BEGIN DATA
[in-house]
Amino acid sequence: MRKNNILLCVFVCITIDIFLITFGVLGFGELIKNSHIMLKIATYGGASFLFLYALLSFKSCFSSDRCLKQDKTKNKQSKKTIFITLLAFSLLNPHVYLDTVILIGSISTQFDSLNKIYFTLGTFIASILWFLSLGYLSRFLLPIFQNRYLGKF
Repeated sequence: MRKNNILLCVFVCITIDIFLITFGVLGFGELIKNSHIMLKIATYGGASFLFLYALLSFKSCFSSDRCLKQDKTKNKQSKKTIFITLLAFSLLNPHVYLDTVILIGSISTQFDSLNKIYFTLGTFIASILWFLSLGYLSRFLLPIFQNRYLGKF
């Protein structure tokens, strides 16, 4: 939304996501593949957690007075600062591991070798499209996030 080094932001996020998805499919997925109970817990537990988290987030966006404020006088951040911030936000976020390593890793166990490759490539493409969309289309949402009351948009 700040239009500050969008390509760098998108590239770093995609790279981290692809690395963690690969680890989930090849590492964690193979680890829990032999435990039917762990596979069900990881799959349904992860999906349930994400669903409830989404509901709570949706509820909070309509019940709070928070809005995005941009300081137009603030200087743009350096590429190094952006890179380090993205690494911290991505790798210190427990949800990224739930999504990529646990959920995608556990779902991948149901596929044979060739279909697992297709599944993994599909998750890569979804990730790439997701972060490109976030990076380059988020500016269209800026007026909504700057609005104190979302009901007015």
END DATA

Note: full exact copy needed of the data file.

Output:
[in-house]
Amino acid sequence: MRKNNILLCVFVCITIDIFLITFGVLGFGELIKNSHIMLKIATYGGASFLFLYALLSFKSCFSSDRCLKQDKTKNKQSKKTIFITLLAFSLLNPHVYLDTVILIGSISTQFDSLNKIYFTLGTFIASILWFLSLGYLSRFLLPIFQNRYLGKF
Repeated sequence: MRKNNILLCVFVCITIDIFLITFGVLGFGELIKNSHIMLKIATYGGASFLFLYALLSFKSCFSSDRCLKQDKTKNKQSKKTIFITLLAFSLLNPHVYLDTVILIGSISTQFDSLNKIYFTLGTFIASILWFLSLGYLSRFLLPIFQNRYLGKF
């Protein structure tokens, strides 16, 4: 939304996501593949957690007075600062591991070798499209996030 080094932001996020998805499919997925109970817990537990988290987030966006404020006088951040911030936000976020390593890793166990490759490539493409969309289309949402009351948009 700040239009500050969008390509760098998108590239770093995609790279981290692809690395963690690969680890989930090849590492964690193979680890829990032999435990039917762990596979069900990881799959349904992860999906349930994400669903409830989404509901709570949706509820909070309509019940709070928070809005995005941009300081137009603030200087743009350096590429190094952006890179380090993205690494911290991505790798210190427990949800990224739930999504990529646990959920995608556990779902991948149901596929044979060739279909697992297709599944993994599909998750890569979804990730790439997701972060490109976030990076380059988020500016269209800026007026909504700057609005104190979302009901007015």